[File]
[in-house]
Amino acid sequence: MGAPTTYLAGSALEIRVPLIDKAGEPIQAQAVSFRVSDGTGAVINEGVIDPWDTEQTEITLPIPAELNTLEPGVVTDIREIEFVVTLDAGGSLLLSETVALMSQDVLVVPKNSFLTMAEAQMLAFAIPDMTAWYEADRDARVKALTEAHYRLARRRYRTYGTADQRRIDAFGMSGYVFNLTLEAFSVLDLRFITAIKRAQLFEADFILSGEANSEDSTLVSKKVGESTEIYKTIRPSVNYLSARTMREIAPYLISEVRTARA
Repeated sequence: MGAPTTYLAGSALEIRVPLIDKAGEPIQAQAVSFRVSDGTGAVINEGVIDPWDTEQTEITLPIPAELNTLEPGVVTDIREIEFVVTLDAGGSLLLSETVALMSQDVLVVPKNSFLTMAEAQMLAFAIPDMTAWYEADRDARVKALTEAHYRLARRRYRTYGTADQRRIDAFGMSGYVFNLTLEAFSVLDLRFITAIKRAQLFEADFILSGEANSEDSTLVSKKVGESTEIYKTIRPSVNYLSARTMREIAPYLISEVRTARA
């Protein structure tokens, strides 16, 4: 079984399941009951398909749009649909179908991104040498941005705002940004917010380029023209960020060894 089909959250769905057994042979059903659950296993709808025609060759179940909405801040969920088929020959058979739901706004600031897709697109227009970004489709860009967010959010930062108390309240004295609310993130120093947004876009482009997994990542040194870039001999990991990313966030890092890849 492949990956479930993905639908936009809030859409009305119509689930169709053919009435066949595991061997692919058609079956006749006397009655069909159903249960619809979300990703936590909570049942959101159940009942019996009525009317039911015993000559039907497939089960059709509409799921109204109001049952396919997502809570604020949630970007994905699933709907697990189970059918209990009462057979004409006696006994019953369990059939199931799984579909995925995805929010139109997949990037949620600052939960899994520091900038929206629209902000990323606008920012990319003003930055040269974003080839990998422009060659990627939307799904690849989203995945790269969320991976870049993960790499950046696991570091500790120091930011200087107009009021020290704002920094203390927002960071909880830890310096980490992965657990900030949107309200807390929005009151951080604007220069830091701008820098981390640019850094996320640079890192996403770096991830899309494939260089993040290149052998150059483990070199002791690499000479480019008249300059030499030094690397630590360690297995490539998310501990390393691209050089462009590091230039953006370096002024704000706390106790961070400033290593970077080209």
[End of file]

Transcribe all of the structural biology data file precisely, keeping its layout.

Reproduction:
[in-house]
Amino acid sequence: MGAPTTYLAGSALEIRVPLIDKAGEPIQAQAVSFRVSDGTGAVINEGVIDPWDTEQTEITLPIPAELNTLEPGVVTDIREIEFVVTLDAGGSLLLSETVALMSQDVLVVPKNSFLTMAEAQMLAFAIPDMTAWYEADRDARVKALTEAHYRLARRRYRTYGTADQRRIDAFGMSGYVFNLTLEAFSVLDLRFITAIKRAQLFEADFILSGEANSEDSTLVSKKVGESTEIYKTIRPSVNYLSARTMREIAPYLISEVRTARA
Repeated sequence: MGAPTTYLAGSALEIRVPLIDKAGEPIQAQAVSFRVSDGTGAVINEGVIDPWDTEQTEITLPIPAELNTLEPGVVTDIREIEFVVTLDAGGSLLLSETVALMSQDVLVVPKNSFLTMAEAQMLAFAIPDMTAWYEADRDARVKALTEAHYRLARRRYRTYGTADQRRIDAFGMSGYVFNLTLEAFSVLDLRFITAIKRAQLFEADFILSGEANSEDSTLVSKKVGESTEIYKTIRPSVNYLSARTMREIAPYLISEVRTARA
């Protein structure tokens, strides 16, 4: 079984399941009951398909749009649909179908991104040498941005705002940004917010380029023209960020060894 089909959250769905057994042979059903659950296993709808025609060759179940909405801040969920088929020959058979739901706004600031897709697109227009970004489709860009967010959010930062108390309240004295609310993130120093947004876009482009997994990542040194870039001999990991990313966030890092890849 492949990956479930993905639908936009809030859409009305119509689930169709053919009435066949595991061997692919058609079956006749006397009655069909159903249960619809979300990703936590909570049942959101159940009942019996009525009317039911015993000559039907497939089960059709509409799921109204109001049952396919997502809570604020949630970007994905699933709907697990189970059918209990009462057979004409006696006994019953369990059939199931799984579909995925995805929010139109997949990037949620600052939960899994520091900038929206629209902000990323606008920012990319003003930055040269974003080839990998422009060659990627939307799904690849989203995945790269969320991976870049993960790499950046696991570091500790120091930011200087107009009021020290704002920094203390927002960071909880830890310096980490992965657990900030949107309200807390929005009151951080604007220069830091701008820098981390640019850094996320640079890192996403770096991830899309494939260089993040290149052998150059483990070199002791690499000479480019008249300059030499030094690397630590360690297995490539998310501990390393691209050089462009590091230039953006370096002024704000706390106790961070400033290593970077080209």